Guelph Prof Bar-coding all Species

In his second-floor office at the UNIVERSITY OF GUELPH, Paul Hebert steadies a FedEx package between his black loafers. He pulls excitedly on the cardboard flap, ripping it into five pieces, before revealing the contents - hundreds of tiny test tubes, each containing a single insect leg.

Guelph Prof Bar-coding all Species

In his second-floor office at the UNIVERSITY OF GUELPH, Paul Hebert steadies a FedEx package between his black loafers. He pulls excitedly on the cardboard flap, ripping it into five pieces, before revealing the contents - hundreds of tiny test tubes, each containing a single insect leg. "These are worth $30 each," says Hebert, staring wide-eyed at one of the moth samples from Costa Rica. "That means there's about $30,000 worth of little legs in this box."

Similar packages arrive every day as scientists from around the world try to help Hebert, an evolutionary biologist, in his bold quest to "bar-code" every species on earth. Hebert found that a small snippet of DNA (648 base pairs) from the mitochondrial gene CO1 - which exists in all living things larger than viruses and bacteria - is enough to distinguish species with 98 per cent accuracy, while also being easy and cheap to sequence. He uses legs because "bugs have six of them so they're expendable. If I asked for a wing the specimen would be marred severely."

Hebert first got the idea while looking at bar codes at his local grocery store. He started with 200 moths from his backyard and now works with collaborators in 30 countries. Initially, he had trouble getting traction within Canada's scientific community. "My efforts were rejected as frantically over-ambitious," says Hebert, 59. Only after earning international funding did Canadian grant dollars start pouring in. So far, he's collected more than $30 million.

In late September, he moved from a small lab into the school's new Biodiversity Institute of Ontario, a 16,000-sq.-foot "bar-coding factory." Inside the red and yellow brick building is equipment worth $5 million - including DNA-extracting robots - and 30 full-time employees. Hebert hopes to increase his staff by about 50 per cent as he attempts to have 500,000 species in his database by 2014 (he currently has 25,000). That's impressive: three centuries of scientific research have revealed only 1.7 million species.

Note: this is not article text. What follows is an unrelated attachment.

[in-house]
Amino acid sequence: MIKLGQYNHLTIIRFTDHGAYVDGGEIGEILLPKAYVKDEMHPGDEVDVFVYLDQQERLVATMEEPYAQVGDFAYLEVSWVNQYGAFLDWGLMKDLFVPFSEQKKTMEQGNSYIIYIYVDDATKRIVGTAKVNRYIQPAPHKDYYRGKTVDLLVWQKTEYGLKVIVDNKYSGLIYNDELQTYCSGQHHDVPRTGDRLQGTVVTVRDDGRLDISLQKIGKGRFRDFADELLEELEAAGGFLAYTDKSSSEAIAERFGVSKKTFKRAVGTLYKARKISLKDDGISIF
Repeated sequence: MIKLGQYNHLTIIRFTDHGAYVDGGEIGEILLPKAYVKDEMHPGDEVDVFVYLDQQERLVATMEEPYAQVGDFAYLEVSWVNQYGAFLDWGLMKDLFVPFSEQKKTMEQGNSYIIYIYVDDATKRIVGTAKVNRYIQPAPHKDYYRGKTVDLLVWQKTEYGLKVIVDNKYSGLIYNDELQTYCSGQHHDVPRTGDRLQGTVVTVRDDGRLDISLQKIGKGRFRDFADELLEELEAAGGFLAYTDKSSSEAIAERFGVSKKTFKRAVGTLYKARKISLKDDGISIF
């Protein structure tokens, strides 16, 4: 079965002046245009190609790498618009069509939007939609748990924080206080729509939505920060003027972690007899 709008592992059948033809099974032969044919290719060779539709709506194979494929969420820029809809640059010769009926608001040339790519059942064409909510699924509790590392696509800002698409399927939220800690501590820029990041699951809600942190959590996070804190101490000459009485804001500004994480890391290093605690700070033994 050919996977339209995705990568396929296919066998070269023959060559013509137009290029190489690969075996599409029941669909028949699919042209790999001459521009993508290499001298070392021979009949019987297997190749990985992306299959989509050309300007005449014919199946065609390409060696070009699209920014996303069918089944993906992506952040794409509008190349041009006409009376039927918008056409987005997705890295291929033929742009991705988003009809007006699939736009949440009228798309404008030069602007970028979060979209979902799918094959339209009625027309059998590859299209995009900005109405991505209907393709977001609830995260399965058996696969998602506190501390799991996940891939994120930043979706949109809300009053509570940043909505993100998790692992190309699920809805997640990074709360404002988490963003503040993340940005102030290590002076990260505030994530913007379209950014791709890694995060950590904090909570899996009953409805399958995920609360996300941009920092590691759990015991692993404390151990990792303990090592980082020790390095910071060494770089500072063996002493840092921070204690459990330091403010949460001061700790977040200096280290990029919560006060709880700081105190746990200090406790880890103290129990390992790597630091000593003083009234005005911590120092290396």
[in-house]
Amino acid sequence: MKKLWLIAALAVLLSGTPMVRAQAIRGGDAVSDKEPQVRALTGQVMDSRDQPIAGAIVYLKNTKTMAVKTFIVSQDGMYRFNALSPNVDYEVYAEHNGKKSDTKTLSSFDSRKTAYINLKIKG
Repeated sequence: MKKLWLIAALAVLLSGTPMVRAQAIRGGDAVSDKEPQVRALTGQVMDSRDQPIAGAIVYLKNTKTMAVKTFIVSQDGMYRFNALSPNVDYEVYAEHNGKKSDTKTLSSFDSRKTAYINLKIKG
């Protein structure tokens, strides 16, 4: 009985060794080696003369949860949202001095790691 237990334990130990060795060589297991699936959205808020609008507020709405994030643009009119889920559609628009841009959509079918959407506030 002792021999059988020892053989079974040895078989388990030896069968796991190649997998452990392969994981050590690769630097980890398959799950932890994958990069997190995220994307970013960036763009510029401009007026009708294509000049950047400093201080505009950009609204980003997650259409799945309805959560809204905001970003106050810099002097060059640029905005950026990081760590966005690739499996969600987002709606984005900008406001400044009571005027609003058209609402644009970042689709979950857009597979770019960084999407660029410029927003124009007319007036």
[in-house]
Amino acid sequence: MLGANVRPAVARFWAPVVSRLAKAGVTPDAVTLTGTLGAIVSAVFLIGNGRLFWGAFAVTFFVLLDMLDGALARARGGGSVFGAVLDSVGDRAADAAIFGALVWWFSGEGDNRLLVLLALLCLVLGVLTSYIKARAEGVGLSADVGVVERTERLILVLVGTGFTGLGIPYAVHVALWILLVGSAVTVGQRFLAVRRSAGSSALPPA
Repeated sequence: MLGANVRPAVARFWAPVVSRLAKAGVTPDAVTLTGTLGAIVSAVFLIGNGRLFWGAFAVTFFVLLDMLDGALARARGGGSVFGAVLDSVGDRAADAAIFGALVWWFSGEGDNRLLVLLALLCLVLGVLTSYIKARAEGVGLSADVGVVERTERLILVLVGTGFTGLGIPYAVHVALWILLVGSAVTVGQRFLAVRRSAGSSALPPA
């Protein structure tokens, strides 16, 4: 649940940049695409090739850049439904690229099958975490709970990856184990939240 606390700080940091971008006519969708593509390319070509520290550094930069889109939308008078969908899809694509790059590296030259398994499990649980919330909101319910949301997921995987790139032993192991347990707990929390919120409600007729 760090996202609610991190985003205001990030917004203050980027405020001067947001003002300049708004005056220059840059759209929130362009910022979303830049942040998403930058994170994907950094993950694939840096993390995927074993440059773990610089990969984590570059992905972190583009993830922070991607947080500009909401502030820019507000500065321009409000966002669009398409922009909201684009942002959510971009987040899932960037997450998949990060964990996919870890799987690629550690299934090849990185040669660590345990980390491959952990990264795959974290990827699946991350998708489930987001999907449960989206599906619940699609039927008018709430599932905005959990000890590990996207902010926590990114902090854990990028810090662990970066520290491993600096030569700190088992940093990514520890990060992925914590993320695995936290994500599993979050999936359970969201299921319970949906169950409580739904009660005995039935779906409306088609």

He boasts that all of the world's birds, mammals and fish will be registered in five years. So will nearly every species in Canada. During the process, the team has discovered hundreds of never-before-known species. To log endangered ones, Hebert's team searches out samples at museums. In a joint effort with the ROM, he has an employee collecting samples from its frozen mammal collection. "Within 20 years," he says, "we'll know how many species are on the planet."

This project, however, is about more than just creating a master list. Airline authorities have sent Hebert bird tissue peeled off planes so he can identify the exact species and they can study flying patterns. Recently, customs inspectors in California contacted him when they found what they suspected were poisonous puffer-fish (a Japanese delicacy with tight importing restrictions) that was labelled cod. "When it's a filet, it's pretty hard to know if it's a puffer-fish or not," says Hebert. "When we bar-coded the tissue, sure enough, they were puffer-fish."

Last year, a Toronto manufacturer of TV dinners called Hebert after finding a mouse head in its pasta. The company wanted to know if the mouse head had been lopped off at the factory in Toronto or at the processing plant in Asia. Hebert doesn't usually do "one-offs" but was intrigued. "Turns out, there are genetic variants between house mice around the world," he says. "We were able to tell, unambiguously, that it came from Southeast Asia." Bar-coding will also make it easier, he says, to identify and intercept invasive species before they do too much damage to a region.

And although it's still years from being affordable for the general public, a hand-held device is currently in the works that will scan DNA (like, for example, from a feather in the forest) and match it to a species in the bar-code library before linking with a digital encyclopedia of life - a separate Internet initiative in its early stages that will have 500,000 individual species' sites.

Hebert, who says he has no time to waste, hurries around his new building with nervous excitement. Half-joking, he talks about staying open for business 365 days a year. "Why do you need Christmas off?" he asks two staffers. They laugh nervously, fully aware that their boss and his wife, Judy, spent the holidays last year holed up in a tiny hillside cabin near Ellensborough, Australia, scavenging for insects. On Christmas morning they collected 300 moths - including several very rare quarter-pounders. "It was the perfect Christmas gift," he says. "That's not strange, is it?"

See also GENETICS.

Maclean's January 15, 2007